a1 Department of Anesthesiology, Section of Palliative Medicine, Geisel School of Medicine at Dartmouth, Hanover, New Hampshire
a2 Dartmouth Institute for Health Policy and Clinical Practice, Hanover, New Hampshire
a3 Department of Psychiatry, Geisel School of Medicine at Dartmouth, Hanover, New Hampshire
a4 Department of Psychiatry and Behavioral Sciences, Memorial Sloan-Kettering Cancer Center, New York, New York
Objective: The purpose of this study was to understand oncology clinicians' perspectives about the care of advanced cancer patients following the completion of the ENABLE II (Educate, Nurture, Advise, Before Life Ends) randomized clinical trial (RCT) of a concurrent oncology palliative care model.
Method: This was a qualitative interview study of 35 oncology clinicians about their approach to patients with advanced cancer and the effect of the ENABLE II RCT.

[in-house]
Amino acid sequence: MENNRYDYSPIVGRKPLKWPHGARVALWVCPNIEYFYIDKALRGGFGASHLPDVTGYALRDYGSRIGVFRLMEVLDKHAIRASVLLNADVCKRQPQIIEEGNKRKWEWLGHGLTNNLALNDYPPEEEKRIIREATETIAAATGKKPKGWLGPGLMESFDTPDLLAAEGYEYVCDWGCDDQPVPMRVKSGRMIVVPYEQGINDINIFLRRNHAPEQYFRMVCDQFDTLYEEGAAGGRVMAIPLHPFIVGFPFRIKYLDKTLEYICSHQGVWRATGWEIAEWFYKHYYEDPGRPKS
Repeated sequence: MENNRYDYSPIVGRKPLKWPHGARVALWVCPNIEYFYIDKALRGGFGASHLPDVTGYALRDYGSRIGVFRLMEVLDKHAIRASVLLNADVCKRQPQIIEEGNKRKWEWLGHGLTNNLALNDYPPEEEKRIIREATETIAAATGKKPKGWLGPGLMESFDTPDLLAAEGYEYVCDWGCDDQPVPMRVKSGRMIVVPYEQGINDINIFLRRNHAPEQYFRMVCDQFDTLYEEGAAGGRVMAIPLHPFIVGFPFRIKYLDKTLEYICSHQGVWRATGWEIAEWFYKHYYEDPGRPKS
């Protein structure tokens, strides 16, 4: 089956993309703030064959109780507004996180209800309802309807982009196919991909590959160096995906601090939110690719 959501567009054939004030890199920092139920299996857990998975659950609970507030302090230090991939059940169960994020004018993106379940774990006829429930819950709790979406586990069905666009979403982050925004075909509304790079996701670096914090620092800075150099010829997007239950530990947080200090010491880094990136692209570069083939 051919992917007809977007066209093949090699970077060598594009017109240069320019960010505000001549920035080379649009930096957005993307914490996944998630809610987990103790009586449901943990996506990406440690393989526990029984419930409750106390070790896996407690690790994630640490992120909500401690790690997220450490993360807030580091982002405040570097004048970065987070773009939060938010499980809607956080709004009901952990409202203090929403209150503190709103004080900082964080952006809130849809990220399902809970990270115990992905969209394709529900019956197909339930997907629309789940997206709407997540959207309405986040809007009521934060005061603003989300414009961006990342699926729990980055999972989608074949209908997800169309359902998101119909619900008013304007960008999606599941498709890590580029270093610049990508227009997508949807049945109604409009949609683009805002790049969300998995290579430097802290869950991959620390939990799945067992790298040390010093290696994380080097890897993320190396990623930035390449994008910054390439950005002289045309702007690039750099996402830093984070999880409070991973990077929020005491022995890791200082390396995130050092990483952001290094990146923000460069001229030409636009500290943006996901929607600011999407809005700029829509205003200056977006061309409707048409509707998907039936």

Results: Oncologists believed that integrating palliative care at the time of an advanced cancer diagnosis enhanced patient care and complemented their practice. Self-assessment of their practice with advanced cancer patients comprised four themes: (1) treating the whole patient, (2) focusing on quality versus quantity of life, (3) “some patients just want to fight,” and (4) helping with transitions; timing is everything. Five themes comprised oncologists' views on the complementary role of palliative care: (1) “refer early and often,” (2) referral challenges: “Palliative” equals “hospice”; “Heme patients are different,” (3) palliative care as consultants or co-managers, (4) palliative care “shares the load,” and (5) ENABLE II facilitated palliative care integration.
Significance of results: Oncologists described the RCT as holistic and complementary, and as a significant factor in adopting concurrent care as a standard of care.
(Received May 09 2012)
(Accepted June 10 2012)